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Discussion in 'Trumpet Discussion' started by BigSwingFace, Mar 21, 2014.
I think that gzent was accurate -
I am probably wrong, but my take is that the Cat Anderson Method and MTM (Greg Spence) have something in common, and that is to play as quietly as possible to avoid using the abs as a means to move up. If you get the foundation right and work on your chops then use that whisper, you use your air to increase volume.
So the chops can squeak a high note without the use of the abs to blow the airstream to move up, then just use your air and you should find that the sound will be fuller.
The method of blowing taught by MTM comes into it's own above the High E-G. That is where the technique comes into it;s own, and you don't get that explanation in the Cat Anderson Book. Greg Spence's explanation with the use of a pucker is like a key to a lock, to me at least.
BTW I still struggle, but I think you are correct.
I think the high G works all the way up from the low G below the staff. I've been working on a lot of things the past 4 or 5 years, and my main goal is to be able to play without major adjustments in my embouchure. Mostly using air -- so I've done lots of work with octave leaps, interval leaps -- scales, scales, and more scales (3 octaves where possible (pretty much F, G, sometimes A) ----and most of this is truly relaxed and not forcing it in the upper register. I will say, I played softly and lots and lots of long tones for years ----- and now I have a fairly reproducible range from low G to the High G on most days. The High G can be loud -- but I am starting to be convinced that if you just play it with solid tone it will be heard. I say, starting to be convinced, because I have not uncorked too many High G's in community band warmups (it's a thing of not showing off -- which surprisingly most trumpet players abide by -- kind of an unspoken thing) ---- I did uncork a 3 octave F scale (yes you can do it with lipping the low F# down and some slide work, and also a soft 3 octave G scale the other day -- but in a pre-concert warmup with a "sax" player wanting to know how high I could play -- and I did it softly so as not to interfere or show off ((((but a couple of the lead players noticed I think, cause they started calling me "TRUMPET PLAYER")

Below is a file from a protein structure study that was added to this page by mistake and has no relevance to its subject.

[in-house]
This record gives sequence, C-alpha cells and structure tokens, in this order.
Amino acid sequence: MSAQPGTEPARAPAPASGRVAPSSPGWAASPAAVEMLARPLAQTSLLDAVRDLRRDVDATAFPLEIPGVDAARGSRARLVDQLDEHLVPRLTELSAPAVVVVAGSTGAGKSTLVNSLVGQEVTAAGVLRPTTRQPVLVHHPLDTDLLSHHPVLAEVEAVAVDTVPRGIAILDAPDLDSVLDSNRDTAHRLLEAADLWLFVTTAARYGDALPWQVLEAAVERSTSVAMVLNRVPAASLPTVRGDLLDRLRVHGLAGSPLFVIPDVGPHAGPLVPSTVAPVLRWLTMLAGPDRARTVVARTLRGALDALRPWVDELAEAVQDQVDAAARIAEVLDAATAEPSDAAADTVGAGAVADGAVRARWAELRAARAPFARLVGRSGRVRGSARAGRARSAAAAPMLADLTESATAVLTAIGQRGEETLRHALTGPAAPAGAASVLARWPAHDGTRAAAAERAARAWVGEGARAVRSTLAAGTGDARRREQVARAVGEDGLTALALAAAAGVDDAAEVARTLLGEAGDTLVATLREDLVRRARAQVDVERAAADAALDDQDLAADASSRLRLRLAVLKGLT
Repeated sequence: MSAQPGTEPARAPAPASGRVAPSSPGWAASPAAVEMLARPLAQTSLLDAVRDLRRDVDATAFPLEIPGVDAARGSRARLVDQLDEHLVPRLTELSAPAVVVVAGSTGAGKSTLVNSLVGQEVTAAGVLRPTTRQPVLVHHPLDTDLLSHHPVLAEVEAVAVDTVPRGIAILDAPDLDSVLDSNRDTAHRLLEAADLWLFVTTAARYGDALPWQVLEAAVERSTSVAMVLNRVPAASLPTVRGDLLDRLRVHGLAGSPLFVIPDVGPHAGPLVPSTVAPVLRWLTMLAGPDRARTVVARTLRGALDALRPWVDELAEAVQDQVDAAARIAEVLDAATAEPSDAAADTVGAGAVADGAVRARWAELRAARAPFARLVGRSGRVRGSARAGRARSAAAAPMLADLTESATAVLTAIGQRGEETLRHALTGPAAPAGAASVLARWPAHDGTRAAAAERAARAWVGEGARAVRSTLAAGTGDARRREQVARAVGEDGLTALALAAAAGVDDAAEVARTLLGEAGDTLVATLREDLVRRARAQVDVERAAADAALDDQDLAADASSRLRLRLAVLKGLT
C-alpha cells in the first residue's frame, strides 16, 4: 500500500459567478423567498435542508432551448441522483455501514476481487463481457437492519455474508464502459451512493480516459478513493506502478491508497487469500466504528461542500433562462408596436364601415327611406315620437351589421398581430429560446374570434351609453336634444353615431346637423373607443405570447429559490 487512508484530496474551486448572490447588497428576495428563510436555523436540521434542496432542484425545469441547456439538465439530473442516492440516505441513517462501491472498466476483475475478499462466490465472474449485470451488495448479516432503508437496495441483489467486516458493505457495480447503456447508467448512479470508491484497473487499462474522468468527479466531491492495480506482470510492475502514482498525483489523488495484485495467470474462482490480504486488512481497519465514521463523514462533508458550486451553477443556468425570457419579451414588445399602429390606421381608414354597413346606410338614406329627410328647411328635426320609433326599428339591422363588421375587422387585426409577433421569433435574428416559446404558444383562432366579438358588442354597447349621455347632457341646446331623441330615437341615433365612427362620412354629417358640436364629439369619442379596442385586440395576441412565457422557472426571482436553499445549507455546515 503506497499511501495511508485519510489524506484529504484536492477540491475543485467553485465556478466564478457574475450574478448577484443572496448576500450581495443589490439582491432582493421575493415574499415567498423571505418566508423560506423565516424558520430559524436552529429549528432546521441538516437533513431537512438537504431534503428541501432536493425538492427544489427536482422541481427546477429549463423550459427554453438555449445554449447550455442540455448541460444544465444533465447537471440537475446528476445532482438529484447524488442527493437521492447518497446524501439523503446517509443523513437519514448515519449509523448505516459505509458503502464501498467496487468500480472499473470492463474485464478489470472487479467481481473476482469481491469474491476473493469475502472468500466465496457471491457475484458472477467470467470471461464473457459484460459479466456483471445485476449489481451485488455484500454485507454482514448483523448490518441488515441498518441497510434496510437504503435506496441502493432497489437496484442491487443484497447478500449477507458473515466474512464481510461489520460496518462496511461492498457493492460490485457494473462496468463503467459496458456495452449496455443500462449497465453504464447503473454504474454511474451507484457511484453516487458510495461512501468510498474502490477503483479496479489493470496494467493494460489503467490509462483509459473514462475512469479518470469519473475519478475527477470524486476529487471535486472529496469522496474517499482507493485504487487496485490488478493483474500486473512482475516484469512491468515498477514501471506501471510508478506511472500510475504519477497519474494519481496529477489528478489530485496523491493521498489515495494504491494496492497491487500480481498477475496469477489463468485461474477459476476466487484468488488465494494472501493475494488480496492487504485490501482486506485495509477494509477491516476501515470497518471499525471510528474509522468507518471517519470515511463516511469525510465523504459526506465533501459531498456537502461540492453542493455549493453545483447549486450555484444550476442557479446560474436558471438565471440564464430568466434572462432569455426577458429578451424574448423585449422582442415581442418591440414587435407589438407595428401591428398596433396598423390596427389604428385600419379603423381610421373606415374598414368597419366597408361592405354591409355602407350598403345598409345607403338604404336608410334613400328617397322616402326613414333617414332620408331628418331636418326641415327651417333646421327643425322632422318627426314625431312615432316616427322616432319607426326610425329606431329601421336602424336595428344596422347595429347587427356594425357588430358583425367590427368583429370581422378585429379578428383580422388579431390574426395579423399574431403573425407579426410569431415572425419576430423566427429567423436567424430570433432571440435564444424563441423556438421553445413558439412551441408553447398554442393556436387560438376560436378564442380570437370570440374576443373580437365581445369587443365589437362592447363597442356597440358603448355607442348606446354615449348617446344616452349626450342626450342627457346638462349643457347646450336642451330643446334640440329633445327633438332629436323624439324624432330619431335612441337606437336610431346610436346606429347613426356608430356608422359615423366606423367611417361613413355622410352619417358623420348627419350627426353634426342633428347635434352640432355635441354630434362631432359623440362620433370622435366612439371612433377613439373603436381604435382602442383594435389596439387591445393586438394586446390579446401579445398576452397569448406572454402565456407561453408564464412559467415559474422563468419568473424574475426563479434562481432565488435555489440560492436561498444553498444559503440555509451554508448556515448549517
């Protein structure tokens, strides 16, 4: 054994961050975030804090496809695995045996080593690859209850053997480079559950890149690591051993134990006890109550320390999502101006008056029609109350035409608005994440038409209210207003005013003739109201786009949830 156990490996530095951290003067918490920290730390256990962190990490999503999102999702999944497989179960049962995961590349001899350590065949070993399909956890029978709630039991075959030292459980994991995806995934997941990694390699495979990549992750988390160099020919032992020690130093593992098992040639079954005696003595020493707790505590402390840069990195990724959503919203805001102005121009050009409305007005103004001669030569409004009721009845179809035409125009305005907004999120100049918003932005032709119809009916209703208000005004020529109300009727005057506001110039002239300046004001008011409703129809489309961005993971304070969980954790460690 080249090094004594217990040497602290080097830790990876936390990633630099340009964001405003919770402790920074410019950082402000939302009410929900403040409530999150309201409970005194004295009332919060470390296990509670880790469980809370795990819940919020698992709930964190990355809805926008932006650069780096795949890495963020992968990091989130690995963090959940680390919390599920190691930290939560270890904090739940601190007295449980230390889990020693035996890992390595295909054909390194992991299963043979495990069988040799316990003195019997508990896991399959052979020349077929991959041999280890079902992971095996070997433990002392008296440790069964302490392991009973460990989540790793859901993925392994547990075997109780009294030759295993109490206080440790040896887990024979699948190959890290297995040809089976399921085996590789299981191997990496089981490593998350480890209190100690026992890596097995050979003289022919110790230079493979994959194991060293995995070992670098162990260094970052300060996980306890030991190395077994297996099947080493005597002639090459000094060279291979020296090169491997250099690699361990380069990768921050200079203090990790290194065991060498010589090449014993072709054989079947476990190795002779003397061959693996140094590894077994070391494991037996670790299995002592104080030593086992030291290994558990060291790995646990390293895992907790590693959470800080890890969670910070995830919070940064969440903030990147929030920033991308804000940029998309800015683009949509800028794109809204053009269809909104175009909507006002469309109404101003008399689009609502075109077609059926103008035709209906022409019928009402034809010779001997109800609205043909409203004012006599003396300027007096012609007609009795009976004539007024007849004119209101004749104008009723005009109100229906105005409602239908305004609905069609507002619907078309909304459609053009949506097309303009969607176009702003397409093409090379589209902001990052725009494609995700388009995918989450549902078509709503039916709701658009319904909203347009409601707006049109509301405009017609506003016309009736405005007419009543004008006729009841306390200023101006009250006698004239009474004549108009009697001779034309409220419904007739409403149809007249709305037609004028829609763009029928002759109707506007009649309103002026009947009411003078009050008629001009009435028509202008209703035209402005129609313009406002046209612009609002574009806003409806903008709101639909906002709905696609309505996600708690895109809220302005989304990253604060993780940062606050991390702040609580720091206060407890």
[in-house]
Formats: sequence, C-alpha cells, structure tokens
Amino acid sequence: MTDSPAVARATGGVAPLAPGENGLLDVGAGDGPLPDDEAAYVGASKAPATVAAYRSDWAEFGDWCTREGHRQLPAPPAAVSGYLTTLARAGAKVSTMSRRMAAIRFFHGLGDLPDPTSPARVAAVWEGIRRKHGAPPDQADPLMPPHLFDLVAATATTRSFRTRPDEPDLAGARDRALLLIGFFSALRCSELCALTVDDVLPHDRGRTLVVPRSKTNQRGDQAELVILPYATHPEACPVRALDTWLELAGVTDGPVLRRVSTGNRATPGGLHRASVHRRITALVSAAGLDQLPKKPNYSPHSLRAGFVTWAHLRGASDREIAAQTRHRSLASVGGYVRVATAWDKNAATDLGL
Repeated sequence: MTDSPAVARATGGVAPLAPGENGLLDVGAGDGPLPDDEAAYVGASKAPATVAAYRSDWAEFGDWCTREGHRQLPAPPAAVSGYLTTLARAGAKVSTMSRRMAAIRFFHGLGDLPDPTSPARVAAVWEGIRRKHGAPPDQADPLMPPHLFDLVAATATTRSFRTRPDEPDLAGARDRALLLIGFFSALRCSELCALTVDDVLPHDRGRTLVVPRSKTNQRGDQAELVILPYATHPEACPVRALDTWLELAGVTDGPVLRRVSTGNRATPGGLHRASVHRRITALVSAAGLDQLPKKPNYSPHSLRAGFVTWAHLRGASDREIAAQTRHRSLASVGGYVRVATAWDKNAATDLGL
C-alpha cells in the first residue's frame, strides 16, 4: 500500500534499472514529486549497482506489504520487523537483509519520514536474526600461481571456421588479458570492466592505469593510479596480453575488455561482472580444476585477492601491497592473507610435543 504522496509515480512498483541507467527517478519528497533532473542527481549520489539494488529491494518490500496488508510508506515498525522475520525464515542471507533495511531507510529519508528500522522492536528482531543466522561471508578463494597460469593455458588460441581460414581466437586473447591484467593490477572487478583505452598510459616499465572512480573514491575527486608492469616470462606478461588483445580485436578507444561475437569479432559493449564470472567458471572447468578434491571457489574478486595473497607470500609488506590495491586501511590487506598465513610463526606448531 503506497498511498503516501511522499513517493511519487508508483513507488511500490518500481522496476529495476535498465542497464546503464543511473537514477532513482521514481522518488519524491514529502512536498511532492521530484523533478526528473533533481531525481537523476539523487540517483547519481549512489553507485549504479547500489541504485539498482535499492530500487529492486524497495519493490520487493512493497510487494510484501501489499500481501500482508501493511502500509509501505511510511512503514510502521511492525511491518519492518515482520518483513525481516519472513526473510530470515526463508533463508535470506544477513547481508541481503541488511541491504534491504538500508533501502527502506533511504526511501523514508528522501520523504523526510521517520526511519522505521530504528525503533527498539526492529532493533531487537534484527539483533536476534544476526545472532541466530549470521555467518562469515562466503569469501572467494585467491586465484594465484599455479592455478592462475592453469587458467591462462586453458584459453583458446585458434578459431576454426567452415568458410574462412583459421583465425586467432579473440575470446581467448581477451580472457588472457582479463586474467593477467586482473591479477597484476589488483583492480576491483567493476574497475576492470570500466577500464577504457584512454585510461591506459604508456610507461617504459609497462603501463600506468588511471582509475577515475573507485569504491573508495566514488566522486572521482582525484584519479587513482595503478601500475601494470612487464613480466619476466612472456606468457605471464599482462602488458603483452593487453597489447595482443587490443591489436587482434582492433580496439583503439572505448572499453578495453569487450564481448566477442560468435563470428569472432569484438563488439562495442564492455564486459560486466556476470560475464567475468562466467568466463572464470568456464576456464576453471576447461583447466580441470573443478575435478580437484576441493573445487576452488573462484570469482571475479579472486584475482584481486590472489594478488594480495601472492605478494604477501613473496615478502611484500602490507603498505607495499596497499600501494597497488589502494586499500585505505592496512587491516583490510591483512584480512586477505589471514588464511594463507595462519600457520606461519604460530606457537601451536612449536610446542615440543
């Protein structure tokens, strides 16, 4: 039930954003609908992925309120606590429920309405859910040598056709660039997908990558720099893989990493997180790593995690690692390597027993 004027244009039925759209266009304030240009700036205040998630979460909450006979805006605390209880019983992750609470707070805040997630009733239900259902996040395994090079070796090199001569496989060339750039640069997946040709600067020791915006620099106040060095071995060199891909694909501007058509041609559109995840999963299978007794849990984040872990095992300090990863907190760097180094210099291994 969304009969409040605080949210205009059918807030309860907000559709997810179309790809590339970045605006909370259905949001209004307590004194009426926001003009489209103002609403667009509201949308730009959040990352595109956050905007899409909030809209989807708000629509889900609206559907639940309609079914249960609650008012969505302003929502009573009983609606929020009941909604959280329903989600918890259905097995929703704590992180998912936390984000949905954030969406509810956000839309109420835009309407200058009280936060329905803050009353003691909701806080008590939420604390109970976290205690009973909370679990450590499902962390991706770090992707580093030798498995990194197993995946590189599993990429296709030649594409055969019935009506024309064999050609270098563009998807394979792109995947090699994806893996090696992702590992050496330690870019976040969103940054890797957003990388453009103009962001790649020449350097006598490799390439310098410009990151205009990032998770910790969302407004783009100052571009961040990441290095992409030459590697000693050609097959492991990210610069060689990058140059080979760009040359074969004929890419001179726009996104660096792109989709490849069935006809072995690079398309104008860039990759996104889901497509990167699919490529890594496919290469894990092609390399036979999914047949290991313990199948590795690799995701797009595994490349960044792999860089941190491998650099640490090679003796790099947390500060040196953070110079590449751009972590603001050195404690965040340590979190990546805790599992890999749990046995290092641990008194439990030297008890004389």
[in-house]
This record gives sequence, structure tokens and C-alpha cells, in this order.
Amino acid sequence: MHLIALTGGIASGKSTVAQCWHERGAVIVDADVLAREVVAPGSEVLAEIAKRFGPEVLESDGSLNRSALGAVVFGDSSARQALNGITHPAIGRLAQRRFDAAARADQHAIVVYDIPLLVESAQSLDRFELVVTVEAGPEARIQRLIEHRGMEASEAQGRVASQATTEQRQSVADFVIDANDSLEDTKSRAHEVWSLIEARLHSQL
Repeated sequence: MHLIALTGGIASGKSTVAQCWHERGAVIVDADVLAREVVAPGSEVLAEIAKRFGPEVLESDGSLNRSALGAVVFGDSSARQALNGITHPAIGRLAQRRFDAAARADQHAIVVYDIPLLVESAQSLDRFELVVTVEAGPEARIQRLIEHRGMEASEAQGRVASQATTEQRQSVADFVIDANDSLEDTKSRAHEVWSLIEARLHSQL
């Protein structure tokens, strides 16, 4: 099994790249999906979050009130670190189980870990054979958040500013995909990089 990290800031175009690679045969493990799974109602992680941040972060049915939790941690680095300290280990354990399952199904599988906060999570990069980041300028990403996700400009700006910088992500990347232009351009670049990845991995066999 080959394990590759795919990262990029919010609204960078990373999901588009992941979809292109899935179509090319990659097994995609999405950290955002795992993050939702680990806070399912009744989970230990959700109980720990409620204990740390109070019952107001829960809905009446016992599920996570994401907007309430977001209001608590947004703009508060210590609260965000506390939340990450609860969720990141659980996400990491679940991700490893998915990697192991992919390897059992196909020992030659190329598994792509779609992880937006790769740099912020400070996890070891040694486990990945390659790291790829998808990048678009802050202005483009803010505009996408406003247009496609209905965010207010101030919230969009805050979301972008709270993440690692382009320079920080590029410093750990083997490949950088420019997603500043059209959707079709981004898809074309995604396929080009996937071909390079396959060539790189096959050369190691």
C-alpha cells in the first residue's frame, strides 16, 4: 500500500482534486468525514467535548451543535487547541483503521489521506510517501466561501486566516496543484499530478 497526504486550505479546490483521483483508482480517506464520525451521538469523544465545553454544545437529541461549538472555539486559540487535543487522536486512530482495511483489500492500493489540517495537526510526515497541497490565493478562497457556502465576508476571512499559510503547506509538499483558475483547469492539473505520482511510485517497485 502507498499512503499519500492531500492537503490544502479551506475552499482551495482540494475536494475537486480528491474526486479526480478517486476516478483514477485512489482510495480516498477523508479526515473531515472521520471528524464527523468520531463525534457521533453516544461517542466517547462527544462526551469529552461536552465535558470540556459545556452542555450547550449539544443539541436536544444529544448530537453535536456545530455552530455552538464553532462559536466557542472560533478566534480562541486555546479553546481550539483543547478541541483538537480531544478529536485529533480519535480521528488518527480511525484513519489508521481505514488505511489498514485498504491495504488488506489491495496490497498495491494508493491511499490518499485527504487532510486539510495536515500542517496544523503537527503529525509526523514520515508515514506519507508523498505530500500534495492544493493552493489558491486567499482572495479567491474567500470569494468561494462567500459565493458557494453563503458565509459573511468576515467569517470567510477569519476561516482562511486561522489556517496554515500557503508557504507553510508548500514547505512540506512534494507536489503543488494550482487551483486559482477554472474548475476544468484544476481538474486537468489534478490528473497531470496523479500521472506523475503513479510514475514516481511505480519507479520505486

by the way --- I have in no way figured out how to do a 4 hour gig like GM ole buddy ole pal -- and still have the high G available at the end of the gig ------ so yes, I need more work ((but can usually depend on up to the high G for the first 45 minutes to an hour)) --- perhaps still a pressure/endurance thing ------THE [email protected] TRUMPET, there is always something that needs working on!!!